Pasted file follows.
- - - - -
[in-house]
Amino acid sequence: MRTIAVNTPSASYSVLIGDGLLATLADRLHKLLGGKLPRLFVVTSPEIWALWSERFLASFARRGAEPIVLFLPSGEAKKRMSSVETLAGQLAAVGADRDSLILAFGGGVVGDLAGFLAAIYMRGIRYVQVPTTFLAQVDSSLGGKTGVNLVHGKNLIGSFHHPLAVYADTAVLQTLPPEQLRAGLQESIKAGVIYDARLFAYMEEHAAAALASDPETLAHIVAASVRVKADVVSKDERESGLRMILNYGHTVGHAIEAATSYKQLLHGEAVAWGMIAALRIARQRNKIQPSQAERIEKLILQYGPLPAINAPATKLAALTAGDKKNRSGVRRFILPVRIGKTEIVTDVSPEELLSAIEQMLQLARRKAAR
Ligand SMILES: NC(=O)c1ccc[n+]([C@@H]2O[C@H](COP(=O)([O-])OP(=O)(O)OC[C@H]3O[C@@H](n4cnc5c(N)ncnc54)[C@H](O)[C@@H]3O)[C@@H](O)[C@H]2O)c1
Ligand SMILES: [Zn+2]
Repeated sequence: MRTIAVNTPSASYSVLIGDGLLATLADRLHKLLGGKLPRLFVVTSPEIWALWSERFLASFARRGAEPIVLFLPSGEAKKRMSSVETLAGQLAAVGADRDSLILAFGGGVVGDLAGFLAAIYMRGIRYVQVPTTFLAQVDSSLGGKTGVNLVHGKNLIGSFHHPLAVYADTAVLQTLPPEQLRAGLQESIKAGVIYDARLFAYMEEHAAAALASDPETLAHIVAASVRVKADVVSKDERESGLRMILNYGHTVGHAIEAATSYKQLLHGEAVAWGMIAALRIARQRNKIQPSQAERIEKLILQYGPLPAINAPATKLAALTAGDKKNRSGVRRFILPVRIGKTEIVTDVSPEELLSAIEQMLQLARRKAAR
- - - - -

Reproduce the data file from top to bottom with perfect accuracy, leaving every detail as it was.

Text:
[in-house]
Amino acid sequence: MRTIAVNTPSASYSVLIGDGLLATLADRLHKLLGGKLPRLFVVTSPEIWALWSERFLASFARRGAEPIVLFLPSGEAKKRMSSVETLAGQLAAVGADRDSLILAFGGGVVGDLAGFLAAIYMRGIRYVQVPTTFLAQVDSSLGGKTGVNLVHGKNLIGSFHHPLAVYADTAVLQTLPPEQLRAGLQESIKAGVIYDARLFAYMEEHAAAALASDPETLAHIVAASVRVKADVVSKDERESGLRMILNYGHTVGHAIEAATSYKQLLHGEAVAWGMIAALRIARQRNKIQPSQAERIEKLILQYGPLPAINAPATKLAALTAGDKKNRSGVRRFILPVRIGKTEIVTDVSPEELLSAIEQMLQLARRKAAR
Ligand SMILES: NC(=O)c1ccc[n+]([C@@H]2O[C@H](COP(=O)([O-])OP(=O)(O)OC[C@H]3O[C@@H](n4cnc5c(N)ncnc54)[C@H](O)[C@@H]3O)[C@@H](O)[C@H]2O)c1
Ligand SMILES: [Zn+2]
Repeated sequence: MRTIAVNTPSASYSVLIGDGLLATLADRLHKLLGGKLPRLFVVTSPEIWALWSERFLASFARRGAEPIVLFLPSGEAKKRMSSVETLAGQLAAVGADRDSLILAFGGGVVGDLAGFLAAIYMRGIRYVQVPTTFLAQVDSSLGGKTGVNLVHGKNLIGSFHHPLAVYADTAVLQTLPPEQLRAGLQESIKAGVIYDARLFAYMEEHAAAALASDPETLAHIVAASVRVKADVVSKDERESGLRMILNYGHTVGHAIEAATSYKQLLHGEAVAWGMIAALRIARQRNKIQPSQAERIEKLILQYGPLPAINAPATKLAALTAGDKKNRSGVRRFILPVRIGKTEIVTDVSPEELLSAIEQMLQLARRKAAR